Massachusetts has lost more than 7,100 federally-subsidized housing units since 1996, said Michael Kane, MAHT’s executive director, and some 15,000 more could be lost through 2012.
In Boston, 1,081 units have lost their HUD affordability protections or Section 8 subsidies in the past five years as HUD mortgages matured, according to Sheila Dillon, housing advisor to Boston Mayor Thomas M. Menino. The Kargmans have been responsible for 1,069 of these units, or 99 percent.
Other area landlords have found ways to keep their HUD buildings affordable, Dillon noted, including applying for various tax incentives and renewing project-based Section 8 contracts. (Project-based Section 8 vouchers keep specific units subsidized, as opposed to moving with the tenant.) Some have chosen to sell their buildings to nonprofits committed to affordability. Through these efforts, between 7,000 and 8,000 affordable units have been preserved in Boston over the past several years.
But the city has not succeeded in dissuading Kargman’s First Realty Management from converting to market rate.
“The mayor’s office has reached out to the Kargmans to try to preserve affordability,” Dillon said, “[but] the Kargmans have decided to go forward. We would certainly like them to continue the affordability, but we have not been able to convince them.”
In a prepared statement, William Kargman responded to the protest. “A small group of subsidized housing tenant advocates would prefer that Burbank Apartments remain a Section 8 property forever ... They ignore the fact that every low- or moderate-income resident who meets the federal income guidelines — every one — is protected and can stay in their units as long as they like, at a subsidized rent.”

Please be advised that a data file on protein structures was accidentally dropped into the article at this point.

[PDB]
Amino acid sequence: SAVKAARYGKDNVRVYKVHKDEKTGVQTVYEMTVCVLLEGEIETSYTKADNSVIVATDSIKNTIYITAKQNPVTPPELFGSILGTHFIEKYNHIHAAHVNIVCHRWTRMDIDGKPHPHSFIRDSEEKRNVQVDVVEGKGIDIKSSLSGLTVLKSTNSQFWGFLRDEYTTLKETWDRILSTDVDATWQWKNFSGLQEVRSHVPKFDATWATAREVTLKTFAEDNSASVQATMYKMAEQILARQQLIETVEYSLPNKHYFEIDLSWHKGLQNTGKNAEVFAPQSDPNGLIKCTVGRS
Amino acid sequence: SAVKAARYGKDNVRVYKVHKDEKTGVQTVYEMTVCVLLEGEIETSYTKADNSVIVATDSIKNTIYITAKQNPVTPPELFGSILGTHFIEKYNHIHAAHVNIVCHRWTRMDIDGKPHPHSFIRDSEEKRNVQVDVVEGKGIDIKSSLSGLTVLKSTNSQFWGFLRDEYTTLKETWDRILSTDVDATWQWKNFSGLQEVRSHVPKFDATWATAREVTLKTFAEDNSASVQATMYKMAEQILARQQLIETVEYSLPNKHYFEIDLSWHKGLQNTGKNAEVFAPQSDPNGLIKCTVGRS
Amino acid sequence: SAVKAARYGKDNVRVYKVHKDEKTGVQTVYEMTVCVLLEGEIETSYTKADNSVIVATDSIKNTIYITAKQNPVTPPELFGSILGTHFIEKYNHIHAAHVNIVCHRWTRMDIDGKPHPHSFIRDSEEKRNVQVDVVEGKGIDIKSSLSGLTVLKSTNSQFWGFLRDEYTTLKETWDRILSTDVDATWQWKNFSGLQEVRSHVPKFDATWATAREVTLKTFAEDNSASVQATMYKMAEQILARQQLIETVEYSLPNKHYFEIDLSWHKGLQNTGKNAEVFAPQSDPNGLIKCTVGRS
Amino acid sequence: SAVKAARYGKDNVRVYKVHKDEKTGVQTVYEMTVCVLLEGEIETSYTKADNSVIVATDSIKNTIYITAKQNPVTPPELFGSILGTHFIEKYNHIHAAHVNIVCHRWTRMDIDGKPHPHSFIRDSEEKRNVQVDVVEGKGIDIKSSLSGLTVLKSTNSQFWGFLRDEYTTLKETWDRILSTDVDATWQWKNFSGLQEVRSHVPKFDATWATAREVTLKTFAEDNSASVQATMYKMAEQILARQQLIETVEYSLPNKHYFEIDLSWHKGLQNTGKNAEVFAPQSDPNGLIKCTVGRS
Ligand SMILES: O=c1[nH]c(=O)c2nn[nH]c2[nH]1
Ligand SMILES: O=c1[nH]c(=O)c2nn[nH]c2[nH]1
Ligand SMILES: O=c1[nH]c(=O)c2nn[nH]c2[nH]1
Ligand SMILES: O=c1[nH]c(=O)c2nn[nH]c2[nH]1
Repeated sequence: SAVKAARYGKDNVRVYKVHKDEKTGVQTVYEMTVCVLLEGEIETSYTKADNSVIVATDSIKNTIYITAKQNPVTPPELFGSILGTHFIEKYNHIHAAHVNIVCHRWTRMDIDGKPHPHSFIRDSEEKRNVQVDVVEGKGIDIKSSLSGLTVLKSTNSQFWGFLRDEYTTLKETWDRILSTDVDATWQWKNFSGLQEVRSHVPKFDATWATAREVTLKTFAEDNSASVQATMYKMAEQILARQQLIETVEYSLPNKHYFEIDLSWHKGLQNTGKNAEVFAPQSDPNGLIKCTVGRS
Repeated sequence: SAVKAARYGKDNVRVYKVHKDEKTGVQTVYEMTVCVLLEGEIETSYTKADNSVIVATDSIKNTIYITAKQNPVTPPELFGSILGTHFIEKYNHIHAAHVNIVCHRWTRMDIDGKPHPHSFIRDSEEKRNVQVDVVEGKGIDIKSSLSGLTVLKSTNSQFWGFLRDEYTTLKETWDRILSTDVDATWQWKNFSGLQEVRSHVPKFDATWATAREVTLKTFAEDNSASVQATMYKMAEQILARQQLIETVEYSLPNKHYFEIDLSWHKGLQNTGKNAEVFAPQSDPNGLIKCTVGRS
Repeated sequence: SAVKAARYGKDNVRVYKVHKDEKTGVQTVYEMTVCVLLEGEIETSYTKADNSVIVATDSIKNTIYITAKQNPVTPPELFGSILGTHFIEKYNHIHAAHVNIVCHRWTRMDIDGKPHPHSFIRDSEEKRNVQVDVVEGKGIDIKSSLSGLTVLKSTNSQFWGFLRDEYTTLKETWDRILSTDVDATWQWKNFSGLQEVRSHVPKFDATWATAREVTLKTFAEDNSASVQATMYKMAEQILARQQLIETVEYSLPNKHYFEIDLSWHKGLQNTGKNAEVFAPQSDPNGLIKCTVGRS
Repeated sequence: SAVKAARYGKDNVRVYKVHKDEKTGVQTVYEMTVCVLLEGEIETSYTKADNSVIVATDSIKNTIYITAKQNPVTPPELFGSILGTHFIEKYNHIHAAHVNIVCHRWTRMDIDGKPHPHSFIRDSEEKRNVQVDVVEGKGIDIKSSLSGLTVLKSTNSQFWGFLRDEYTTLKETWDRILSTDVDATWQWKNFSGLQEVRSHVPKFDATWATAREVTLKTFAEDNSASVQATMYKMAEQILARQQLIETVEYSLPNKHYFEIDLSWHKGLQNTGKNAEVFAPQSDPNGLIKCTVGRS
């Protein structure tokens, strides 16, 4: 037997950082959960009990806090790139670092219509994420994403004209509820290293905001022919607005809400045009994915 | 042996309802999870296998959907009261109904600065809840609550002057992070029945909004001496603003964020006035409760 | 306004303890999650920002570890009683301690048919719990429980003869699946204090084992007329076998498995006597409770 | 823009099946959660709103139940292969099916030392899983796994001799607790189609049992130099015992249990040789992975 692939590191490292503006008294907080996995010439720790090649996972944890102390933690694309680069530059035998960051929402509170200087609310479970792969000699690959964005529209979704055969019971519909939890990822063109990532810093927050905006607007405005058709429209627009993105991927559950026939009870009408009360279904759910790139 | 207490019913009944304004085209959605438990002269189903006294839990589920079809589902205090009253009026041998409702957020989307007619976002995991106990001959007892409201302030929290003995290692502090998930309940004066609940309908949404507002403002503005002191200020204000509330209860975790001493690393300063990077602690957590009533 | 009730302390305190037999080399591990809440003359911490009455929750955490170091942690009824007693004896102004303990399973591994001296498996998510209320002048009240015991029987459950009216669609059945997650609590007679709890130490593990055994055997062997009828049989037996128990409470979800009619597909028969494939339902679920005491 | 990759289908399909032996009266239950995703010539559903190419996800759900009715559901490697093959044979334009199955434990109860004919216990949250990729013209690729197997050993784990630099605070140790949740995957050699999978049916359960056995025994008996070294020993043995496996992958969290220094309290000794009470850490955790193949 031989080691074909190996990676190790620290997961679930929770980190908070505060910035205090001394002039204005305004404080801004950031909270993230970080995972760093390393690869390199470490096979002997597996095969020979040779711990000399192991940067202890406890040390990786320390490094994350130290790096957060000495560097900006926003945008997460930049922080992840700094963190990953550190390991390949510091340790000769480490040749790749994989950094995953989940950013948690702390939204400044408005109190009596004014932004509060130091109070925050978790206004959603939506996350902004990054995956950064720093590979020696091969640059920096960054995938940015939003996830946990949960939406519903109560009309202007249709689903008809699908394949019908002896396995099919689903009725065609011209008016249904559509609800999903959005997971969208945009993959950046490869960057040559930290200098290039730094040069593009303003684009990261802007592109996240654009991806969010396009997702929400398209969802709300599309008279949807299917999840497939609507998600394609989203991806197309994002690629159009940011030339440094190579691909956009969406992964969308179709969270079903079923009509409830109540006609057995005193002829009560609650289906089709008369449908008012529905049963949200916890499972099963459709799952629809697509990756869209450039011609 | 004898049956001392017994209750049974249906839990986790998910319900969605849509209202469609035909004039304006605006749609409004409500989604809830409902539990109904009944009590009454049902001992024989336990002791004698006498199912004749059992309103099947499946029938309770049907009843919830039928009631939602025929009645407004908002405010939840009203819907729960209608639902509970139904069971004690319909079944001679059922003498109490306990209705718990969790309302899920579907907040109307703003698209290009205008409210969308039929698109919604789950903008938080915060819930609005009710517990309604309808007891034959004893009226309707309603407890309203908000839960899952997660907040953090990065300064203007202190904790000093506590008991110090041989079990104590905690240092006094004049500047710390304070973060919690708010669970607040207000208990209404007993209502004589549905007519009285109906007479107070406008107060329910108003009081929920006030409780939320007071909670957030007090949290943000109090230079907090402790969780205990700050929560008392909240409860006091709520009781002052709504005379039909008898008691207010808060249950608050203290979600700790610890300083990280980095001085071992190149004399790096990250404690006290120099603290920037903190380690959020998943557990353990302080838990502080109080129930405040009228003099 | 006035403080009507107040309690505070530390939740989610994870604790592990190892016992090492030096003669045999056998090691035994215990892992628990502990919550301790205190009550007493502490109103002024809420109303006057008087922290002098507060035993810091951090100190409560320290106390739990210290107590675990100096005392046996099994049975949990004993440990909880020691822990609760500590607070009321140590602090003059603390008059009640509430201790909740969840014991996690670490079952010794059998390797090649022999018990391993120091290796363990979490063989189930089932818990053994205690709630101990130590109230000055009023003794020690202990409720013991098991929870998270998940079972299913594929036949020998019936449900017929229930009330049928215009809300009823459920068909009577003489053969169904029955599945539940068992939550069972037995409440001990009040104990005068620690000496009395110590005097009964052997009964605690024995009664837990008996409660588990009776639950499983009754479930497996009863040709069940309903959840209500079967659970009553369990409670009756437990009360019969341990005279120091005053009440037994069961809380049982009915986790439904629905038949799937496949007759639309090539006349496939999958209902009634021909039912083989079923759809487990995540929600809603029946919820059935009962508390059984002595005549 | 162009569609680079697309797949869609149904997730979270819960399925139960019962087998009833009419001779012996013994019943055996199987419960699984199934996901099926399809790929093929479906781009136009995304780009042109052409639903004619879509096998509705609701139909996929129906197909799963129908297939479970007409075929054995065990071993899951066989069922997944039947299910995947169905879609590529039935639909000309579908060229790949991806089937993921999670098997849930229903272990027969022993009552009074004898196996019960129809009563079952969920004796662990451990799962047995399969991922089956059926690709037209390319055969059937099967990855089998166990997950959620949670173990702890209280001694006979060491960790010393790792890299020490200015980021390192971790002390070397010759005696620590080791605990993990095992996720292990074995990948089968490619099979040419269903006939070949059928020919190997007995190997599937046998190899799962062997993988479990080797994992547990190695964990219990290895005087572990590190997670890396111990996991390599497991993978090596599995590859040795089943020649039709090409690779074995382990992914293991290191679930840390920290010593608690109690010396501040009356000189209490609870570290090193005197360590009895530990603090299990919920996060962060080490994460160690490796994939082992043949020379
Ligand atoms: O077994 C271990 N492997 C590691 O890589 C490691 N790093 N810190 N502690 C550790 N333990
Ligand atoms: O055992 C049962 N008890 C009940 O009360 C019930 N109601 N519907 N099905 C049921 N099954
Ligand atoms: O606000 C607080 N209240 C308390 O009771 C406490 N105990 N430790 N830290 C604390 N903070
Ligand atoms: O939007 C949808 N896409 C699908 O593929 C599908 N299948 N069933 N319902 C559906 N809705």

Most tenants participating in the protest were not facing immediate rent increases or displacement, they said, but were concerned about neighbors ineligible for subsidies and about the loss of affordable units for future tenants.
“This was a wonderful thing the Kargmans started 40 years ago, but affordable housing is still needed,” said Ronda Jackson, 49, a longtime tenant at Stony Brook Commons in Roslindale, formerly High Point Village. The 540-unit complex, owned by First Realty Management, was converted to market rate last year.
Jackson was able to keep her apartment with the aid of an enhanced voucher, but for the sake of others hopes Kargman will reverse his decision at Burbank at least.
“For someone who has so much, it would be such a small thing,” she said.
Some tenants spoke about the landlord’s decision in moral terms.
“What William Kargman is doing is unfair,” said Richard Webster, 65, a retired telephone operator and cook who has lived at Burbank Apartments for 25 years. “People have a right to a decent place to live. It’s not a tenant right, it’s a human right.”
The Massachusetts Alliance of HUD Tenants (MAHT) rallied in Hyde Park last month to call for legislation to protect low-income tenants from dramatic rent increases and to bring attention to the loss of affordable housing units in Massachusetts.